Adhesives play a major role in assembling portable electronic devices. In a cell phone, for example, adhesives bond the glass display window and camera lens; the keypad and membrane switch components; flex circuits and cables; microphones and speakers; nameplates and decorative parts; electromagnetic interference (EMI) shielding; and the battery compartment and exterior case. That's in addition to the adhesives used to assemble the circuit board itself, including underfill materials, potting compounds, conformal coatings and conductive epoxies.
The mix of materials in these devices-metal, glass, rubber, FR4, Mylar, Kapton and assorted engineering plastics-make adhesive bonding an ideal assembly method, while they limit opportunities for welding and other thermal assembly methods. At the same time, the small form factor of portable electronics may preclude the use of mechanical assembly methods, such as threaded fasteners.
This is not to imply that using adhesives to assemble mobile electronics is without challenges of its own. Because the parts are so small, there's not much surface area to which an adhesive can stick. And because the devices are portable, adhesive bonds must stay together despite extreme heat, cold, moisture and shock loads. Finally, mobile electronics require low-outgassing formulations to prevent fogging of glass displays and camera lenses.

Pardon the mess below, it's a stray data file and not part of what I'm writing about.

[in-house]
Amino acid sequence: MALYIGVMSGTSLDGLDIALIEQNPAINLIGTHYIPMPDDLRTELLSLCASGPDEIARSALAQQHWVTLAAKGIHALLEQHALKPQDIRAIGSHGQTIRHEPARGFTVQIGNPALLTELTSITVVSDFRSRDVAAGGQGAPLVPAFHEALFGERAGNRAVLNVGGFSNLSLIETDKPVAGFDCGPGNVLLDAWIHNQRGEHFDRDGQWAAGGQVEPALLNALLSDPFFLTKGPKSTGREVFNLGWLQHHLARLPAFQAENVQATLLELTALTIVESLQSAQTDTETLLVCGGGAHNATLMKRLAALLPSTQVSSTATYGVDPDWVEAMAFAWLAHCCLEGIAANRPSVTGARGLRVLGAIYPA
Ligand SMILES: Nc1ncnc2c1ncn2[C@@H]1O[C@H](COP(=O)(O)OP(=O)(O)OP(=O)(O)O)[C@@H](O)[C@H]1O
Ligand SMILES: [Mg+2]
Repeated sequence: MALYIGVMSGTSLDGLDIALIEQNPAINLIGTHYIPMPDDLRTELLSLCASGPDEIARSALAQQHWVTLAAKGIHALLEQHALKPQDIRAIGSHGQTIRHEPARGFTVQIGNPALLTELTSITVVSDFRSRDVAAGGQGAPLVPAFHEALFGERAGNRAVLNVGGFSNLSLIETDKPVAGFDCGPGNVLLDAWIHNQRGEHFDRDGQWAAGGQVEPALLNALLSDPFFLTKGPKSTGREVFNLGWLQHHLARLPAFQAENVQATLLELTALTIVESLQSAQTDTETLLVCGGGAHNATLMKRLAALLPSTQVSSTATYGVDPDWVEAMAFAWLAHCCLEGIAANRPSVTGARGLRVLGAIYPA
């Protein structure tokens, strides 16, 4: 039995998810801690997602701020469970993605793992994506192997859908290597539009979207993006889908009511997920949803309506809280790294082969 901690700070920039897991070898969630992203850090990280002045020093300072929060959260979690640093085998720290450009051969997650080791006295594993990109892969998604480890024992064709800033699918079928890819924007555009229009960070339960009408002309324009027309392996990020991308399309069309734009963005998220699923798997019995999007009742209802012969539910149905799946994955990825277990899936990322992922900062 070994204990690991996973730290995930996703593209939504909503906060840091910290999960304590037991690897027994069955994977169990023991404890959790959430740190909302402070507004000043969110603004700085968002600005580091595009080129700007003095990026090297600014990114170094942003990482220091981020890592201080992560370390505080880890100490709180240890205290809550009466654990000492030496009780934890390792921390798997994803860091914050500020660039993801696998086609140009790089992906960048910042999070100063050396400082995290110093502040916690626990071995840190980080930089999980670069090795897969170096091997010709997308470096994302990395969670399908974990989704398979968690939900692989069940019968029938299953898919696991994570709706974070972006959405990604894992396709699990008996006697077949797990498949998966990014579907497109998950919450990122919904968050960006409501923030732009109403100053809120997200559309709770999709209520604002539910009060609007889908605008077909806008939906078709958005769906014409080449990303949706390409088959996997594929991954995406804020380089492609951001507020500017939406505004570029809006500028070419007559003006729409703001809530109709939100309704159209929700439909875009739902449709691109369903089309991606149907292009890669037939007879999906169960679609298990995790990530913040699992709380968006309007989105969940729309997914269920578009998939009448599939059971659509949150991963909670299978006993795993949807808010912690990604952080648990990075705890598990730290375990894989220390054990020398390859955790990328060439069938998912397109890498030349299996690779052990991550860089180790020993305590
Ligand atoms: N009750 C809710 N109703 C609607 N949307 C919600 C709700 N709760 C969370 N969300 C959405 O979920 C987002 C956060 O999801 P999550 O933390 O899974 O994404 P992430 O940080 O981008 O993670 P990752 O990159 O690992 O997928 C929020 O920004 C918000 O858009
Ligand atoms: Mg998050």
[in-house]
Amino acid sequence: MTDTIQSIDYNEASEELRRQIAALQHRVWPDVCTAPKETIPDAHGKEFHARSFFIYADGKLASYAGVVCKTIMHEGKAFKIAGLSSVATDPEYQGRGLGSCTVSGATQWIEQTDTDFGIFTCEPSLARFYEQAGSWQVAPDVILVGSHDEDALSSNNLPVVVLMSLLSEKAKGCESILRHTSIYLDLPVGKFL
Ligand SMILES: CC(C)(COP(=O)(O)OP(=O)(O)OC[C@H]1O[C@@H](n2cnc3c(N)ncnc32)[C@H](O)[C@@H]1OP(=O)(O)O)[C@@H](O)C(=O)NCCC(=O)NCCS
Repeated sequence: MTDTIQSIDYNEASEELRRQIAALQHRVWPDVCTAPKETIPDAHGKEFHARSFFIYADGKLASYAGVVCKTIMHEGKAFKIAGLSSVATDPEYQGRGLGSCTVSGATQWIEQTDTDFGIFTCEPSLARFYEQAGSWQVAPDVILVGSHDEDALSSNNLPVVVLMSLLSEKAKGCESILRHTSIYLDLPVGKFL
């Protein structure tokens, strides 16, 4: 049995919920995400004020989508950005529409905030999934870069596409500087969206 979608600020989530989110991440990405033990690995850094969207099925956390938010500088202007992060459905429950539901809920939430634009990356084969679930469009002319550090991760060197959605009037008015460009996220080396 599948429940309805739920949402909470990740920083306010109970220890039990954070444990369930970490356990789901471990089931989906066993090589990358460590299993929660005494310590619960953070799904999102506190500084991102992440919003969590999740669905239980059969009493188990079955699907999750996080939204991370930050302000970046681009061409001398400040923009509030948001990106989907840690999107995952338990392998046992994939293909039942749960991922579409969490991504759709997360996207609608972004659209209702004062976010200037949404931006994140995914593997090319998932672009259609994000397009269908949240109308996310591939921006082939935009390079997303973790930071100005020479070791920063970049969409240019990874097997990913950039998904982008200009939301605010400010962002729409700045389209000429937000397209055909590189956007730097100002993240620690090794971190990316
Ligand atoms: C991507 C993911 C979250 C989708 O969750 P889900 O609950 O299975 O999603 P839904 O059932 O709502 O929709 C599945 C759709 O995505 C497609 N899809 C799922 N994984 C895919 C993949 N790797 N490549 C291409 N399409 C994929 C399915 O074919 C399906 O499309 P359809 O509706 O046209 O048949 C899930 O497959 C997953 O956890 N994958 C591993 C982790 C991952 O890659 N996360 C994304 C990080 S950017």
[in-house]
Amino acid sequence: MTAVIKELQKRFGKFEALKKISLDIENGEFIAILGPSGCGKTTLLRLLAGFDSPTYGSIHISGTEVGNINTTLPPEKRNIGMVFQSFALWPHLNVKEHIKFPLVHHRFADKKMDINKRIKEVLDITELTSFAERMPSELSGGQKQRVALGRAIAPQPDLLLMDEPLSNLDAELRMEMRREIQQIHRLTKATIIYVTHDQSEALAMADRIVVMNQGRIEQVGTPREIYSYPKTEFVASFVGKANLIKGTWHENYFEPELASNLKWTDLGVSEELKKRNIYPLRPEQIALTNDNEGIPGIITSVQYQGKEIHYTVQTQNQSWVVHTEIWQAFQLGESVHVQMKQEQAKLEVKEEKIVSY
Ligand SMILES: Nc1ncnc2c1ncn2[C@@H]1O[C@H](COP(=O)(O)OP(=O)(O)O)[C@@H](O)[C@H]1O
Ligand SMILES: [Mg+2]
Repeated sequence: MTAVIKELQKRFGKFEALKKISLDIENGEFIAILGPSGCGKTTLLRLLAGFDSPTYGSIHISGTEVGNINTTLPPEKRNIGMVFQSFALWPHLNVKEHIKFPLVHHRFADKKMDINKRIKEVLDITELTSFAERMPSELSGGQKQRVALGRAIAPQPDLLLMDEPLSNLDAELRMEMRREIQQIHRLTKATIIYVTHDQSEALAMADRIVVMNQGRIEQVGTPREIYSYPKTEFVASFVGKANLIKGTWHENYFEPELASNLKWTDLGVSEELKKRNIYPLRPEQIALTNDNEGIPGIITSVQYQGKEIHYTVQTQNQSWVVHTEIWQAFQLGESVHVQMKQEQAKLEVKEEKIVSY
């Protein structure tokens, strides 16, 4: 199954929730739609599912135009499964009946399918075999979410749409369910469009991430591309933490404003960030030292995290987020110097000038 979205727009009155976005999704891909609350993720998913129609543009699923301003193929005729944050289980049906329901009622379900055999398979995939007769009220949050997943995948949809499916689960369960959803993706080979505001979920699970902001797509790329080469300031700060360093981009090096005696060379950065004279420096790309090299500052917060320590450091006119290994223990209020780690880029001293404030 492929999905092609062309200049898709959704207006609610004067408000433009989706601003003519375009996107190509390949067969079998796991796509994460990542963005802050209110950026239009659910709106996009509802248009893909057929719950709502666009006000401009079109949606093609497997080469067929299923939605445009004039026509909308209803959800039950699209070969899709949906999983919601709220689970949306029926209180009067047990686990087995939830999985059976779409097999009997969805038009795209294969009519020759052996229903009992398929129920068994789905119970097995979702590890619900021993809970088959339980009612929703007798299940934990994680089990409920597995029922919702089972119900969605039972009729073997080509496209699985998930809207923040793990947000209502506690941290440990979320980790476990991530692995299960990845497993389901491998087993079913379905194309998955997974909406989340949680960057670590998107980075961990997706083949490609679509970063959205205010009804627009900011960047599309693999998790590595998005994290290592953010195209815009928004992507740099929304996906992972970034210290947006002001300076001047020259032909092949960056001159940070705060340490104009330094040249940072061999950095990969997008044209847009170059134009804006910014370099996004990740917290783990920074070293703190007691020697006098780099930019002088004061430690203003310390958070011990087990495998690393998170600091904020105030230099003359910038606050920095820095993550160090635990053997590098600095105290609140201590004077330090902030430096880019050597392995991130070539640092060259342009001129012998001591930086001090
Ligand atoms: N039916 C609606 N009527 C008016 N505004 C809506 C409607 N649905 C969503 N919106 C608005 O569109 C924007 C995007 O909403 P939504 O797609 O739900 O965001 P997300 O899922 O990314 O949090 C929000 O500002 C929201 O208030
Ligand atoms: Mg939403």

New Hot-Melt Makes a CaseAdhesive suppliers are finding innovative ways to meet these challenges. For example, 3M (St. Paul, MN) and Graco Liquid Control (North Canton, OH) have developed a new hot-melt adhesive and automatic dispenser for bonding parts in portable electronics. The system combines Liquid Control's C-500 Micro Melt automatic dispenser for hot-melt materials and 3M's Plastic Bonding Adhesive 2665.
The one-component, moisture-curing urethane adhesive is applied at a temperature of 230 F. The high-tack, 100 percent solids adhesive produces strong bonds with glass, metal and plastic, including hard-to-bond materials such as polycarbonate. With a viscosity of 11,000 centipoise, or slightly thicker than chocolate syrup, 2665 was formulated specifically for applications requiring thin bond lines. It has a 4-minute open time, enabling assemblers to reposition parts even when the bond line is particularly thin.
"As parts get smaller and smaller, the adhesive needs to be stronger and stronger," says Hann Pang, product manager with 3M's Electronics Materials Div. "It also has to bond relatively quickly, to increase efficiency on the assembly line. Plastic Bonding Adhesive 2665 behaves very much like a double-sided tape. It has good initial ‘grab' to hold parts together until it fully cures."
Unlike tape, however, the liquid adhesive is easy to apply to curved surfaces. And, unlike tape, which must be precisely die-cut in the required shape, 2665 can be applied in any pattern. If the product design changes, the assembler can simply reprogram the dispensing path of the robot.
Plastic Bonding Adhesive 2665 is packaged in 30-milliliter syringes for use with handheld time-pressure dispensers, and 295-milliliter cartridges for use with Liquid Control's robotic dispenser.
In portable electronics, 2665 is most often used to bond the display window to the case, and the case components to each other. The minimum bond width is 1.5 millimeters. A tongue-and-groove joint design will maximize the surface area for bonding without unduly increasing the size of the parts. Moreover, the recess will keep excess adhesive from flowing out of the bond area.
The parts to be bonded with 2665 should be clean and dry. If necessary, plastic parts can be cleaned with isopropanol or isopropyl alcohol. Metal and glass parts can be cleaned with methyl ethyl ketone.